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JOHN LICHFIELD

OPINION: The Arc de Triomphe roundabout is an emblem of Paris, so don’t destroy it

The famous Arc de Triomphe roundabout is "a symbol of Parisian exceptionalism, a microcosm of France, an automotive wonder of the world", says John Lichfield. So why does the mayor want to destroy it?

OPINION: The Arc de Triomphe roundabout is an emblem of Paris, so don't destroy it
An aerial picture taken aboard an helicopter on July 20, 2010 shows a view of the Arc de triomphe in Paris. AFP PHOTO BORIS HORVAT (Photo by BORIS HORVAT / AFP)

Anne Hidalgo, the mayor of Paris, does not lack courage.

Fresh from her 1.7 percent score in the presidential election, she plans to destroy a Parisian icon: the 12-lane traffic jacuzzi which surrounds the Arc de Triomphe.

Mayor Hidalgo is already under fire for her other assaults on the Parisian streetscape. Personally, I have no problem with the proliferation of cycle lanes. I do object to the bizarre, new forms of street furniture which have replaced some traditional benches and street-lights.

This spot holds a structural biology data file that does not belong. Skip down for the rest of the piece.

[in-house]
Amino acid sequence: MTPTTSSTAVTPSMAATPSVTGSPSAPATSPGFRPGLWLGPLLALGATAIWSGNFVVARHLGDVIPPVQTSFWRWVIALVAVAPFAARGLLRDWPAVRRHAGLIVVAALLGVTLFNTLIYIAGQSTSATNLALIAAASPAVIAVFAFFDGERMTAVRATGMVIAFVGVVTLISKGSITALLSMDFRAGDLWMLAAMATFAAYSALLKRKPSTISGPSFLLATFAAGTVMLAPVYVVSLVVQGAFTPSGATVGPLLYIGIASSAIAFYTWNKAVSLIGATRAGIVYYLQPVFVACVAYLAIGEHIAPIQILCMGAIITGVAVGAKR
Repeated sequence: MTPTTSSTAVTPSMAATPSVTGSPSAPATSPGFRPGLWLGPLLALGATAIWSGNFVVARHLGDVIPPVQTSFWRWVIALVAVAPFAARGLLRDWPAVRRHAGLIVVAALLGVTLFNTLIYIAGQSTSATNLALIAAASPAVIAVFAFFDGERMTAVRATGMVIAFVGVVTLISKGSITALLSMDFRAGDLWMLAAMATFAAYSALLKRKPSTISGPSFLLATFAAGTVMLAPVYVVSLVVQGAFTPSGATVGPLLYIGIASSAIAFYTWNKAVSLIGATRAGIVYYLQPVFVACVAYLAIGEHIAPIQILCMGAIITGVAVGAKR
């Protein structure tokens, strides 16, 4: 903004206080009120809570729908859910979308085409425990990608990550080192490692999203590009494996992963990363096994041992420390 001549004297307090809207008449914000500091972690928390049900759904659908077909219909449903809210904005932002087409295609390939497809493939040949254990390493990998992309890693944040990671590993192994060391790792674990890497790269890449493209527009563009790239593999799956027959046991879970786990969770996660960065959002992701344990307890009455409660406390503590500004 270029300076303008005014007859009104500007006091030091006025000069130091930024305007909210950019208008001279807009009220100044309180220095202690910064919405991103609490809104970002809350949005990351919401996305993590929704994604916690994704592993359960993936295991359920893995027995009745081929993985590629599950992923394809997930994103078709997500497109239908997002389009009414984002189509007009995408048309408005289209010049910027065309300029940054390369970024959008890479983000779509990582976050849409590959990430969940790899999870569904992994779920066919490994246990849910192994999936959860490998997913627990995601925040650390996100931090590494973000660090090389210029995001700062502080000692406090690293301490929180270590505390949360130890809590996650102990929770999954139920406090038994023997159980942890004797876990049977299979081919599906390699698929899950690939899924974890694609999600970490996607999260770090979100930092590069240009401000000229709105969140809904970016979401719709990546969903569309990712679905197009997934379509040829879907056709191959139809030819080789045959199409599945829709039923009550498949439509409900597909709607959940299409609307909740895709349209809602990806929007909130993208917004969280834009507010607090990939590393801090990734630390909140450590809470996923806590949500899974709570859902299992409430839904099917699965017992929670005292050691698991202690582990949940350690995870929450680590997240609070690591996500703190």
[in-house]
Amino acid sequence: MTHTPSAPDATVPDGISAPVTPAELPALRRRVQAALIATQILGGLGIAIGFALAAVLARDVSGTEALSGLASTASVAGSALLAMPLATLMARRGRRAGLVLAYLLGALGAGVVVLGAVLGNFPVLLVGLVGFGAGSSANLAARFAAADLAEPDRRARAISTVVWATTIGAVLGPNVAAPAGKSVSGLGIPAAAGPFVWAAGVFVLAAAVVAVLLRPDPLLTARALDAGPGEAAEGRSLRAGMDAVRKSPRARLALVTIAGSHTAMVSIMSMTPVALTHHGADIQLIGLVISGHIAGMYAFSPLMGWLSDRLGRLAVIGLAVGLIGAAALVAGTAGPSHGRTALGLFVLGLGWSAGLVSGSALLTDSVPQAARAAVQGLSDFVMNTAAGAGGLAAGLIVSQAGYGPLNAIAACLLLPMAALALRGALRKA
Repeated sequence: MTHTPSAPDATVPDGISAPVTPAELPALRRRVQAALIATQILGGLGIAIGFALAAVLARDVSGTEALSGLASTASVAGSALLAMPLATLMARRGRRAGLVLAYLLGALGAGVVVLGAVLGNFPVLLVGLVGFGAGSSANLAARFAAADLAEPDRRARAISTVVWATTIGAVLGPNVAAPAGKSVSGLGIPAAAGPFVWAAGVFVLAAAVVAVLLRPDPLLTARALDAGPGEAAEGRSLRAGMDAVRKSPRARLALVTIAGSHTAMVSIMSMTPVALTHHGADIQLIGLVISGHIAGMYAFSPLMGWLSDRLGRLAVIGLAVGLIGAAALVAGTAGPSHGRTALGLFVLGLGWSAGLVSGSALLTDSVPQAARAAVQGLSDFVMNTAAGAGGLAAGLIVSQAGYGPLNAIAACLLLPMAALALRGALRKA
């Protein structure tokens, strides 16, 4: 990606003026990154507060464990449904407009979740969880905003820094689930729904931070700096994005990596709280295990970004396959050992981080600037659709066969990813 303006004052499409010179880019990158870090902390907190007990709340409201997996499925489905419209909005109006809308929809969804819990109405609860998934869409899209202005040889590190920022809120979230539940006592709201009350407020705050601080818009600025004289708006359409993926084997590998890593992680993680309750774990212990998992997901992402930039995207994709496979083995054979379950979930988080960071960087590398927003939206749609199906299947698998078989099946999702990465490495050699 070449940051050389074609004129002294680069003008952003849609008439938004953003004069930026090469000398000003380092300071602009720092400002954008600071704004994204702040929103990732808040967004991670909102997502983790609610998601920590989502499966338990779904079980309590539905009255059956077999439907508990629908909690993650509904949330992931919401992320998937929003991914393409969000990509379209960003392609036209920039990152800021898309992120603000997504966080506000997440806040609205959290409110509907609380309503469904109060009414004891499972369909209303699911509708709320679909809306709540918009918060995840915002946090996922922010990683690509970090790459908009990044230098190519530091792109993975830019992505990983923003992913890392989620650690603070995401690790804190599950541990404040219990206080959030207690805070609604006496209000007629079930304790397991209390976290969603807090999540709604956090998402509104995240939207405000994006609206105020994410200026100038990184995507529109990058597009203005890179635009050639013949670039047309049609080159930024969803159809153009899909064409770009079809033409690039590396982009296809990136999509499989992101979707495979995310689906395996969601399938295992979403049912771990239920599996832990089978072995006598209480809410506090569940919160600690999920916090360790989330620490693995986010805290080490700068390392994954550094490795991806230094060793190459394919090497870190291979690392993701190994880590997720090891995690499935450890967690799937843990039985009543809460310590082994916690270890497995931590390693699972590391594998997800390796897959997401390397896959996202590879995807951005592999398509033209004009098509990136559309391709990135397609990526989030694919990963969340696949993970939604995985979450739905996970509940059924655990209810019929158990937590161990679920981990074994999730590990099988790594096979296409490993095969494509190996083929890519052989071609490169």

But now the mayor has finally gone too far. The traffic free-for-all at the Etoile at the top of the Champs Elysées is as emblematic of Paris as the Eiffel Tower or the triumphal arch which stands in the centre of this maman et papa of all roundabouts.

Ms Hidalgo plans to reduce the space for traffic by one third, reducing the number of theoretical lanes from 12 to eight. The work is to begin almost immediately as part of a bigger plans to make the Champs Elysées smarter and greener before the Paris Olympics in 2024.

READ ALSO: How Paris plans to transform the Champs-Elysées

That is all very well but she is destroying a symbol of Parisian exceptionalism, a microcosm of France, an automotive wonder of the world. 

How on earth do you drive around a twelve-lane roundabout where there seem to be no rules?

The answer is that there are very strict rules and that just enough people obey them to allow the rest to do as they please.  The Etoile is a mini-France: a blend of brute individualism with the Republican values of mutual respect and solidarity.